News and events
Congratulations Fall 2014 CEFNS Outstanding Seniors!
The CEFNS Outstanding Seniors received plaques and recognition at the CEFNS Pre-Commencement Reception in Du Bois Ballroom on Thursday, December 11, 2014.
Standard Bearer: Fahad Aloqaili-Civil Engineering Major
Outstanding Senior: Joseph Landavaso-Biomedical Sciences Major/Chemistry Major
Distinguished Senior: Sheridan Martini-Chemistry-Certified by the American Chemical Society-Extended
Nominees: Justin Crum-Mathematics Major/Physics Minor
Ryan Hogan-Biology Major/Chemistry Minor
Chelsea Madsen-Exercise Science Major/Chemistry-Health Preprofessional
Emphasis Major/Mechanical Engineering Minor
Zachary Smith-Computer Science Major/Mathematics Minor
essay topic for 2014-2015 is:
Rights and Responsibilities”
See details below
ENTRY DEADLINE: 5:00 p.m., JANUARY 30,
CEFNS students attend
the Grace Hopper GHC Attendees
from left to right: David Miller, Hannah Caldwell-Meurer, Luke Sanchez, Ashley
Celebration of Women in Computing
Veronica Alves, Zachary Smith, Sarah Kehoe, Erin Bailey and Danielle De
Computer Science and Applied Computer Science students were selected to receive
the CEFNS scholarship to attended the three day Grace Hopper Celebration (GHC)
of Women in Computing Conference in Phoenix, Arizona last week. Three
additional CEFNS students, Nancy McCollough and Emily Bartman, were selected to
receive the Anita Borg Institute for Women and Technology scholarship and Alec
Everett-Roy Davidson also attended the conference. Known as the “World’s
Largest Gathering of Women Technologists”, the GHC boasts Keynote Speakers and
Presenters who are leaders in their respective fields, representing industry,
academia and government. Top researchers presented their work while special
sessions focused on the role of women in today’s technology fields to 8,000
attendees. Ashley Green, President of the Society of Women Engineers, reported
upon her return from the conference, “I am now hopeful that I can
be that person who paves a way for future generations of young girls who want
to pursue a career in any STEM field. Thanks to the Grace Hopper Conference, I
no longer feel anonymous and instead feel empowered to do great things in the
future.” These students will give presentations of their experiences in the
weeks to follow.
Dr. Diana Elder chosen as new CEFNS
Associate Dean for Academic Affairs
Dr. Elder is also an Associate Professor,
Geomorphology at the School of Earth Science and Environmental Sustainability.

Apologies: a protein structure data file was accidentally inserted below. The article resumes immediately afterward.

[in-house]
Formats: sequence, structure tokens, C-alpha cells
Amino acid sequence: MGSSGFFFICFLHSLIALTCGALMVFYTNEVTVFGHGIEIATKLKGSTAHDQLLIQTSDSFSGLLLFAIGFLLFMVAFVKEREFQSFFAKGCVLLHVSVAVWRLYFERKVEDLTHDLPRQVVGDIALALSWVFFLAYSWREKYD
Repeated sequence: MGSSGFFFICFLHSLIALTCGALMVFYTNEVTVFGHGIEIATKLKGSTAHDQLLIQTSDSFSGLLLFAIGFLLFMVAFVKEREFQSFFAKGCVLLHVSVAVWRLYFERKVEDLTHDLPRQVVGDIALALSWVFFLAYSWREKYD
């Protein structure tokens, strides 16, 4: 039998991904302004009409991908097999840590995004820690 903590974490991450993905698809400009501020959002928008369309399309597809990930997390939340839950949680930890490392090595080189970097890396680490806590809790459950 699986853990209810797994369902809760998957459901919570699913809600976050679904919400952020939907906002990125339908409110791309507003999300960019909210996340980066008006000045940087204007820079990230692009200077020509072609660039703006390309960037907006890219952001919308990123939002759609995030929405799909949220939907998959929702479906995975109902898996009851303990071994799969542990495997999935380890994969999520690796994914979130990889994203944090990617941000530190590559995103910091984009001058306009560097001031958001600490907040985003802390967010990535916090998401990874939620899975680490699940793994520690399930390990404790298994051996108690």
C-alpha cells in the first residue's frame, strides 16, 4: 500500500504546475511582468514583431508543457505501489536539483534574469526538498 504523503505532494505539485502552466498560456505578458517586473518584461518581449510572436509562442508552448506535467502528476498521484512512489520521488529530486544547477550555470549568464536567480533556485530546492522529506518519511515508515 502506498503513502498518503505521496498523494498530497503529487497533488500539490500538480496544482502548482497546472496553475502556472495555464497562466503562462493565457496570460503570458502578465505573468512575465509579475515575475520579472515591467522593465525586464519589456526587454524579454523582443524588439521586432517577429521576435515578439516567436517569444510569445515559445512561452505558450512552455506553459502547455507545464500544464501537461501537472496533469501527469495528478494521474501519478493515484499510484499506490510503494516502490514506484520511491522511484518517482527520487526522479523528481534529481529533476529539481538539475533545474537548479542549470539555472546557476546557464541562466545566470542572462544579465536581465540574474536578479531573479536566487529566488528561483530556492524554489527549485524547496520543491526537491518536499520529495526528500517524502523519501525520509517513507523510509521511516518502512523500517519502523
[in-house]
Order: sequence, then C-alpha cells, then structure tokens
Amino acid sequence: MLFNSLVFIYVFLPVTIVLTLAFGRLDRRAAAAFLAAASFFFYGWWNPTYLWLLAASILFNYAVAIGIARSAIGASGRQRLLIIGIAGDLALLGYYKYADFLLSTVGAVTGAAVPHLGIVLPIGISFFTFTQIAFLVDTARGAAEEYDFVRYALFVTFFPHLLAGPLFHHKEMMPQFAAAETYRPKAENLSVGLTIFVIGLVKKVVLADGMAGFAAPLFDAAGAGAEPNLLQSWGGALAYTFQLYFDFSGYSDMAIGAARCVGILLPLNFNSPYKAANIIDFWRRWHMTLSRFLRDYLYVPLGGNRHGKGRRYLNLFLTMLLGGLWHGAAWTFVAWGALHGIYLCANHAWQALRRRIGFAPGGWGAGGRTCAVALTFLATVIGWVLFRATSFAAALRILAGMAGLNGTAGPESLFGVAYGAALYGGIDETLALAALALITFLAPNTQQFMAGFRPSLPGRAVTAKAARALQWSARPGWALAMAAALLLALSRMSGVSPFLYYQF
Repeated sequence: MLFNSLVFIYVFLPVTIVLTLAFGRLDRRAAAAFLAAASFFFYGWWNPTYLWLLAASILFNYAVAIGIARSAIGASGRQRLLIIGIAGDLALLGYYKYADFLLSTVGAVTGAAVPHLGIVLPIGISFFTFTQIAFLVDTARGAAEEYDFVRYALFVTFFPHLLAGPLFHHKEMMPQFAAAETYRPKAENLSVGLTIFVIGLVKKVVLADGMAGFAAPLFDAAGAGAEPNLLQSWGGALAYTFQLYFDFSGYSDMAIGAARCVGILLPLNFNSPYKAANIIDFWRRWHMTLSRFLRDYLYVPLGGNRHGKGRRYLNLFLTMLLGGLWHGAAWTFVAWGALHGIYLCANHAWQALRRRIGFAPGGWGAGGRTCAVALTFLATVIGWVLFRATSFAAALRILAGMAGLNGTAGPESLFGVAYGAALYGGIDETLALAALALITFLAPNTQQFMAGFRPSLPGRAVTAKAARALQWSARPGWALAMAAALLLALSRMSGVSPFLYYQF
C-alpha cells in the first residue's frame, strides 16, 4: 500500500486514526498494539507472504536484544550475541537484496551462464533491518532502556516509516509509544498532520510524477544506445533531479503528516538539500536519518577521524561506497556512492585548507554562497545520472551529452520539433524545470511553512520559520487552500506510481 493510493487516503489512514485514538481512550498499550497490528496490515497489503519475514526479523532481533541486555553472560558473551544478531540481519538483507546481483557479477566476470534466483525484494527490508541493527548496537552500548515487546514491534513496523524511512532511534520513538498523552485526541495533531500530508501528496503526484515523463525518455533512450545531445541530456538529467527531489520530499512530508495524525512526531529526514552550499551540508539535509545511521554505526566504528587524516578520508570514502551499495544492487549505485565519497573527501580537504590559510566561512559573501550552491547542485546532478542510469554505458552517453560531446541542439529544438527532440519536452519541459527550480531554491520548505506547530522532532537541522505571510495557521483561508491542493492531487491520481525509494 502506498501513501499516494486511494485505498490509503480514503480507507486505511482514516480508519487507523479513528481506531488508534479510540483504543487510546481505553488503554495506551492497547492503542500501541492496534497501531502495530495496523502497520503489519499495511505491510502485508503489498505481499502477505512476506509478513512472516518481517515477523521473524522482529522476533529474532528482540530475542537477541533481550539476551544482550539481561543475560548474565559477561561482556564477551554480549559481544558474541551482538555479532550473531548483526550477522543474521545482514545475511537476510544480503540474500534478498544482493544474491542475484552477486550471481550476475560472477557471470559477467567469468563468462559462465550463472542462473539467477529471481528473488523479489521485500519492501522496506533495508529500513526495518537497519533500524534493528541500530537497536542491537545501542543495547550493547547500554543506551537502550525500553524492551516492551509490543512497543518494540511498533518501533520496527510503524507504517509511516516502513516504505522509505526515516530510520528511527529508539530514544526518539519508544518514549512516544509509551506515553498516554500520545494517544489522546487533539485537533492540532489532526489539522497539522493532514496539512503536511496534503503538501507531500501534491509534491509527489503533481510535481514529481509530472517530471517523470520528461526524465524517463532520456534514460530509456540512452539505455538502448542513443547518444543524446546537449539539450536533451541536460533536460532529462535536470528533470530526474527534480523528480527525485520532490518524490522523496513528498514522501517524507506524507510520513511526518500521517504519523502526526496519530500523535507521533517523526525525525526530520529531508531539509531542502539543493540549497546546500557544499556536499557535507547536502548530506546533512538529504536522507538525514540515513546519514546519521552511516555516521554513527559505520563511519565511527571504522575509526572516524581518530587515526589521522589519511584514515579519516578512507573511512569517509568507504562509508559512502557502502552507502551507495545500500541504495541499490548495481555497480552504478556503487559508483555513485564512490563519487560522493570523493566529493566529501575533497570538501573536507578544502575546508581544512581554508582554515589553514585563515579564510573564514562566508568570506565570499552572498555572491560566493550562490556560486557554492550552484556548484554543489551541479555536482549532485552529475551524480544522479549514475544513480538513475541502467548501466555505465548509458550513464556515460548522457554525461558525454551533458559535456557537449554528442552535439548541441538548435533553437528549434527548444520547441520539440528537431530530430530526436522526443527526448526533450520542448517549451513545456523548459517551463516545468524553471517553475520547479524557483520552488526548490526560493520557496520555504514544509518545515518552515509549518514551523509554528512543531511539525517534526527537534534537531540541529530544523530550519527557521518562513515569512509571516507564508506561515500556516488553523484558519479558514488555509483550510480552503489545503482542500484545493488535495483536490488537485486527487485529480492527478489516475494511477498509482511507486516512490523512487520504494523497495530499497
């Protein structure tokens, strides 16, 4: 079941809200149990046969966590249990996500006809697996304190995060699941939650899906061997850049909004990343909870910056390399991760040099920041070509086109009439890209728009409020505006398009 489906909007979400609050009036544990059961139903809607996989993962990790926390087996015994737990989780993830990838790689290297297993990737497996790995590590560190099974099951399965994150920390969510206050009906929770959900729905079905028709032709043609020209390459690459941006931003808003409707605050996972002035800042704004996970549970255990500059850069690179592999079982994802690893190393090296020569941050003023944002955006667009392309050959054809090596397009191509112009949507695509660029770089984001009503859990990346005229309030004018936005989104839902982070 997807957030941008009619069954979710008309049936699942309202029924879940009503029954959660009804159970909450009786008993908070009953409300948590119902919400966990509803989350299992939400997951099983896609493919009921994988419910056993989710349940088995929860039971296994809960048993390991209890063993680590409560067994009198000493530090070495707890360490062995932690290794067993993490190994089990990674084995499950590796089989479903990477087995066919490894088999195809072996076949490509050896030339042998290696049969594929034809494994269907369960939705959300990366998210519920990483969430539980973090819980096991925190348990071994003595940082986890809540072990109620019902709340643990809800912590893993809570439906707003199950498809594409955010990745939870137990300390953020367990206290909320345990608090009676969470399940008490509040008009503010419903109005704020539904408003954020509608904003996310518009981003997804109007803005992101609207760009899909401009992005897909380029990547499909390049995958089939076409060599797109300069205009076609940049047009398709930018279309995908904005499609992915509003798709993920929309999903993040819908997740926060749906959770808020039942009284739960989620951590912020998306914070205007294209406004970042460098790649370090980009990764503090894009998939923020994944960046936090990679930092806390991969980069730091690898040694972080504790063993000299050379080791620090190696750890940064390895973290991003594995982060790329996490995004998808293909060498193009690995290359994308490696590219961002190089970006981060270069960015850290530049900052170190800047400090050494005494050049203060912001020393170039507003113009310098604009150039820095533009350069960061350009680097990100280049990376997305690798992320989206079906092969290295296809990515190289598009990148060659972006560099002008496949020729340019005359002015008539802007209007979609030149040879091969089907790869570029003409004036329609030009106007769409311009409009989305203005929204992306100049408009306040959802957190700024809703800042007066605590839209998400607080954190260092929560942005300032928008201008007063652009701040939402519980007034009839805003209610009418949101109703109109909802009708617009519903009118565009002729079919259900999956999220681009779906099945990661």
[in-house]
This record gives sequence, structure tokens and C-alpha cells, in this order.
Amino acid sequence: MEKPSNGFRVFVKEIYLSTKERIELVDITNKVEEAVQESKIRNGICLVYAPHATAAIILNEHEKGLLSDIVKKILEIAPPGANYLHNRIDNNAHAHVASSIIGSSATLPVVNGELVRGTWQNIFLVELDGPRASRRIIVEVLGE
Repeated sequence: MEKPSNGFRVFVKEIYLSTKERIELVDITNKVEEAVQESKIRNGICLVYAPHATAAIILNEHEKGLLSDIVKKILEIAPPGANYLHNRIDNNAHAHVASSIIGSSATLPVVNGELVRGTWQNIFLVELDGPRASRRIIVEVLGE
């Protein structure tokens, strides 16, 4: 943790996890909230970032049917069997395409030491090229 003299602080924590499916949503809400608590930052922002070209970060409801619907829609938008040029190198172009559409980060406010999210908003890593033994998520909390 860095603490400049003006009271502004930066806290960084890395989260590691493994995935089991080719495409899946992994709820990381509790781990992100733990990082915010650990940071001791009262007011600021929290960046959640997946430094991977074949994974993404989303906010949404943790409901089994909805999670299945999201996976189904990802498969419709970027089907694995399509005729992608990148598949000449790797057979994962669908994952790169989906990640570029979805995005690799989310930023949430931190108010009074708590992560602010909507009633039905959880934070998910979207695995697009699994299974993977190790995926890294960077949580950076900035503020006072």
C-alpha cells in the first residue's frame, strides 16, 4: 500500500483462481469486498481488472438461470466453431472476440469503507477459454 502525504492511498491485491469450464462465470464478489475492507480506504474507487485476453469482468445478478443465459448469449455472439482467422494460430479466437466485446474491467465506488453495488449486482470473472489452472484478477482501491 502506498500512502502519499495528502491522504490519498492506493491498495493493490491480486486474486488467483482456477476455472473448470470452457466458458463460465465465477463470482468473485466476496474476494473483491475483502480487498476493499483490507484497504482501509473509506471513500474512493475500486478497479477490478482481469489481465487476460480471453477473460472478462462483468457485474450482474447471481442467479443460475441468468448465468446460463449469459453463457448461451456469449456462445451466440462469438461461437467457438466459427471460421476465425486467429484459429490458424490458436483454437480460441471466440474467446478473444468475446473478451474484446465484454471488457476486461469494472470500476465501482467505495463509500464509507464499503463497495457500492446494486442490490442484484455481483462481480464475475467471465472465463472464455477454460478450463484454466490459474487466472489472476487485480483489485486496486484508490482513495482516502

- BS Geology, Northern Arizona University,
Physical Sciences with an emphasis in Atmospheric Science: Magna Cum
Laude, Northern Arizona University, 1990
Quaternary Studies, Northern Arizona University, 1991
Geological Sciences, University of California—Riverside, 1998
Geomorphology, Meteorology, Paleoclimatology, Desertification, Watershed
Landscape Evolution, Sediment Flux, and Climate Change in Drylands of the
southwestern Colorado Plateau
Fluvial Geomorphology in Forested Ecosystems of Northern Arizona
Northern Arizona Mesonet
CEFNS Spring 2015 Pre-Commencement Family Reception & Award Ceremony
May 9, 2015 10:00-11:30 a.m. in the du Bois Ballroom
Light refreshments will be served while the Senior Awards are announced
We hope to see you there!
CEFNS Spring 2015 Commencement Ceremony
Saturday, May 9, 2015 1:00 p.m. in the J. Lawrence Walkup Skydome
Please be in your seats by 12:00 noon
Congratulations 2014 Winners!
1st place (tie)
Marcus Custodio (not pictured)
Mentor: Nick Koressel and Avi Henn, Green NAU Energy Initiative
Campus Sustainability with Power Down Program in SBS Castro
Mentor: Nick Koressel, Avi Henn, Kevin Ordean, Green NAU Energy
Marketing and Media: What Are Energy Behaviors
Mentor: Rob Kellar, Biology
The Optimization of an Osmotic Decellularization Method in Murine Integument
Elizabeth Gehret and Jacob Wachtler
Mentor: David Koerner, P&A
Debris Disk Detection around Nearby Stars
Lauren Pristo and Karen Hernandez
Mentors: Jinhee Yi, Joe Busch, Paul Keim, MGGEN/Biology
Characterization of the Antibody Response in Goats Experimentally Infected with Burkholderia pseudomallei
Mentor: Jeff Foster, MGGEN/Biology
Phylogenetic Analysis of Avian Cholera Outbreaks in North America
Gregory Hahn, Jonathan Bruce, Steven Jones, John Nussmeier
Mentors: Michael Shaffer and Srinivas Kosaraju, ME
Aquatic Energy Harvester
Alexa Kearns, Ze Chen, Tyler Faulkner, Yaqoub Molany, Thomas Penner
Mentor: Tom Acker, ME
Solar Charging Station
PHI KAPPA PHI AWARD:
Andrew Carter (not
pictured), Eric Ghazal, Jason Hedlund (not pictured), Terence Luther
Mentor: James Palmer, EE/CS
USGS DEM Blender Add on
Exceptional employees recognized with 2014 President’s
Several CEFNS employees were honored
this week for excelling in their professional roles, promoting a positive sense
of community in the workplace and actively supporting the mission of Northern
Ten NAU employees were